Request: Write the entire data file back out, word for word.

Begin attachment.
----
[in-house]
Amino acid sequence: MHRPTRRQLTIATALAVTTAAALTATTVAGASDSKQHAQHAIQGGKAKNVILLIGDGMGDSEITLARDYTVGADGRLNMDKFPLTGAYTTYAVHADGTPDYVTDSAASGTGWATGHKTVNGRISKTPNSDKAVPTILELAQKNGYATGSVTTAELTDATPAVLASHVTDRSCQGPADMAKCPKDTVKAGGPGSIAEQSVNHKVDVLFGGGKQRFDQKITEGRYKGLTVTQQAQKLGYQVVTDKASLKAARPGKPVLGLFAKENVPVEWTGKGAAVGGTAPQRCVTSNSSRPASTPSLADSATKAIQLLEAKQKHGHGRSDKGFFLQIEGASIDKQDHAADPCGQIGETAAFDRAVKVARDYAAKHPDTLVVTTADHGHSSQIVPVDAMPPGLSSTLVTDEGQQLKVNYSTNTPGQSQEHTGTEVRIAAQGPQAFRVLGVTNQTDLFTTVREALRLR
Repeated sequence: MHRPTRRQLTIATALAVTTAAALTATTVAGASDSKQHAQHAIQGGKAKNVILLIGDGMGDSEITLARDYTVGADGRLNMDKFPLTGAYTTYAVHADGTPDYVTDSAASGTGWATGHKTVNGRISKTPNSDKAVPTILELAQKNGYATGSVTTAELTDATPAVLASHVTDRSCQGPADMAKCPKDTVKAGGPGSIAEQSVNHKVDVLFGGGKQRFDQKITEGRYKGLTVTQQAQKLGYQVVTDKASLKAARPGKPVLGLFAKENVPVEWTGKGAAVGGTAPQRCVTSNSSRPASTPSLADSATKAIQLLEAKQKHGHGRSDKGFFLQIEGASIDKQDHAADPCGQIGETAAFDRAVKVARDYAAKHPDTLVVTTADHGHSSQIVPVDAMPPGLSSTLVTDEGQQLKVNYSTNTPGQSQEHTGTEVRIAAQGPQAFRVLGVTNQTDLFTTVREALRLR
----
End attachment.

[in-house]
Amino acid sequence: MHRPTRRQLTIATALAVTTAAALTATTVAGASDSKQHAQHAIQGGKAKNVILLIGDGMGDSEITLARDYTVGADGRLNMDKFPLTGAYTTYAVHADGTPDYVTDSAASGTGWATGHKTVNGRISKTPNSDKAVPTILELAQKNGYATGSVTTAELTDATPAVLASHVTDRSCQGPADMAKCPKDTVKAGGPGSIAEQSVNHKVDVLFGGGKQRFDQKITEGRYKGLTVTQQAQKLGYQVVTDKASLKAARPGKPVLGLFAKENVPVEWTGKGAAVGGTAPQRCVTSNSSRPASTPSLADSATKAIQLLEAKQKHGHGRSDKGFFLQIEGASIDKQDHAADPCGQIGETAAFDRAVKVARDYAAKHPDTLVVTTADHGHSSQIVPVDAMPPGLSSTLVTDEGQQLKVNYSTNTPGQSQEHTGTEVRIAAQGPQAFRVLGVTNQTDLFTTVREALRLR
Repeated sequence: MHRPTRRQLTIATALAVTTAAALTATTVAGASDSKQHAQHAIQGGKAKNVILLIGDGMGDSEITLARDYTVGADGRLNMDKFPLTGAYTTYAVHADGTPDYVTDSAASGTGWATGHKTVNGRISKTPNSDKAVPTILELAQKNGYATGSVTTAELTDATPAVLASHVTDRSCQGPADMAKCPKDTVKAGGPGSIAEQSVNHKVDVLFGGGKQRFDQKITEGRYKGLTVTQQAQKLGYQVVTDKASLKAARPGKPVLGLFAKENVPVEWTGKGAAVGGTAPQRCVTSNSSRPASTPSLADSATKAIQLLEAKQKHGHGRSDKGFFLQIEGASIDKQDHAADPCGQIGETAAFDRAVKVARDYAAKHPDTLVVTTADHGHSSQIVPVDAMPPGLSSTLVTDEGQQLKVNYSTNTPGQSQEHTGTEVRIAAQGPQAFRVLGVTNQTDLFTTVREALRLR